Terry Perrotta says she shouldn't be alive.
"The doctor sat down with me and he said, 'She's the sickest patient on the unit and her chances are not good,'" said Terry's ex-husband John Perrotta.
"And she said, 'Brenda, I'm dying. My heart is giving out, I'm dying'" said Terry's best friend and co-worker Brenda Rappoport.
Terry was dying. It started in 2006 when she was diagnosed with pulmonary arterial hypertension.
"It's a disease of the blood vessels and causes the blood vessels in the lungs to get very narrow and as it gets worse, the heart's unable to pump the blood through the lungs," said Dr. James Klinger, who was Perrotta's pulmonologist.
Klinger said she was placed on a double lung transplant list last year.
On Jan. 19, Terry was scheduled for a follow up visit at the Cleveland Clinic where she eventually hoped to have the transplant.
But the day before, when she walked in to work, her fingernails were blue, her lips were blue and she was gasping for air.
"I said, 'Terry please go to the hospital,'" Rappoport said.
She waited until the next morning, the day she was supposed to fly to the Cleveland Clinic.
"I was gasping for air," Terry said.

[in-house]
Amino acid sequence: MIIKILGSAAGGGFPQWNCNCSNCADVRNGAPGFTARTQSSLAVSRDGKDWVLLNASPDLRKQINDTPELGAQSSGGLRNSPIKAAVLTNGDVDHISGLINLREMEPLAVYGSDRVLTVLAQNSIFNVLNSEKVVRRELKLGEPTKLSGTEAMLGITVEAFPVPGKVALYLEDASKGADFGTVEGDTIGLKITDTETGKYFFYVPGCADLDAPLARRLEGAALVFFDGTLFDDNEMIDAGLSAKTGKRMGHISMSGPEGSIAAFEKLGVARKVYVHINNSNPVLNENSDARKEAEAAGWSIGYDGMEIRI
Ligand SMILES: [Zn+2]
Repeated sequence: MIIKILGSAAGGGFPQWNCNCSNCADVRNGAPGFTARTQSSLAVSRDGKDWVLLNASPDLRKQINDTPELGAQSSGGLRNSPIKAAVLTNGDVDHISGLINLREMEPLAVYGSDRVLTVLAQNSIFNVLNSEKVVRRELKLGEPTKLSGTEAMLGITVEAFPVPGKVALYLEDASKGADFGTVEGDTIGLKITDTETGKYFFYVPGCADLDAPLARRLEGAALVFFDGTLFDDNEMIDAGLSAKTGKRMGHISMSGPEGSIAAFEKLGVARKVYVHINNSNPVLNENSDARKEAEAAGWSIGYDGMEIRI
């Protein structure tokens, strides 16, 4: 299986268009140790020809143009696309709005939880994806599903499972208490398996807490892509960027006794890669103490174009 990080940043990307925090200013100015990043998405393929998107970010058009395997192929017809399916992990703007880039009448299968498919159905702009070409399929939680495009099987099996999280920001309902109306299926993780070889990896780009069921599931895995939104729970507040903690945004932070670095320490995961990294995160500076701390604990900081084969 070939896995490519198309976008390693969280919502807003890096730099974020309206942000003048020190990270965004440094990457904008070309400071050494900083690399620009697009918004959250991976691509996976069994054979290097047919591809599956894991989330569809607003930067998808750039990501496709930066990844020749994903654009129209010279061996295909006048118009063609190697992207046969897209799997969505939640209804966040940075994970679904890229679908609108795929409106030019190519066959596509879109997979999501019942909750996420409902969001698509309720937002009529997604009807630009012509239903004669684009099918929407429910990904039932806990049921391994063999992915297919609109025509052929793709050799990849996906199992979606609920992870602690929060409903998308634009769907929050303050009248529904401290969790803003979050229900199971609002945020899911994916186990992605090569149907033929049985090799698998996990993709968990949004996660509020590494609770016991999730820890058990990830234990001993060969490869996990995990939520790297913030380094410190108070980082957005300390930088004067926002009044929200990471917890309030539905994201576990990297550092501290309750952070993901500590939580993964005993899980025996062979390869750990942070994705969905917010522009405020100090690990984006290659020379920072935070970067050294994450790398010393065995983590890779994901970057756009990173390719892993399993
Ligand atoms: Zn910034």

John Perrotta, who had been staying with her, called 911 and she was rushed to Rhode Island Hospital.
"She quickly was starting to go in to right-sided heart failure," Klinger said. "She was now sick enough that she could get the lungs, but she was too sick to be transported to the place where she needed the lung transplant."
At Rhode Island Hospital, Terry had deteriorated to the point that she was close to death.
But a heart-lung bypass machine became her lifeline.
"So we were able to essentially decompress her heart lung blood pressure, that allowed her heart to function better and allowed her lungs to rest," Klinger said.
About 36 hours later, Terry was well enough to be transported to Cleveland.
But when she arrived there were more setbacks. There were no lungs available and Terry got worse.
A doctor told John Perrotta that his ex-wife was on the edge of a cliff and that she needed a miracle.
On Jan. 30 she got that miracle.
"When I woke up the nurse immediately said to me, 'You had a double-lung transplant.' I didn't' believe her," Terry said.
"She called me four days after her transplant from her bed and these were her first words to me, 'Dr. Klinger, I can breathe again,'" Klinger said.
And while Terry is on dozens of medicines to keep her body from rejecting her new lungs, she says it's a small price to pay.
"I didn't remember what it felt like to breathe anymore. It was just the most amazing feeling in the world," she said.
Terry recently spent some time with her two children this past Mother's Day.
Terry and her friends are planning a dinner and comedy show to help her pay for the thousands she still owes in medical-related bills.
For tickets, call John Perrotta at 401-639-7726. Tickets must be ordered by 8 p.m. on May 20.
The fundraiser will be at 6 p.m. Thursday, May 23 at the West Valley Inn.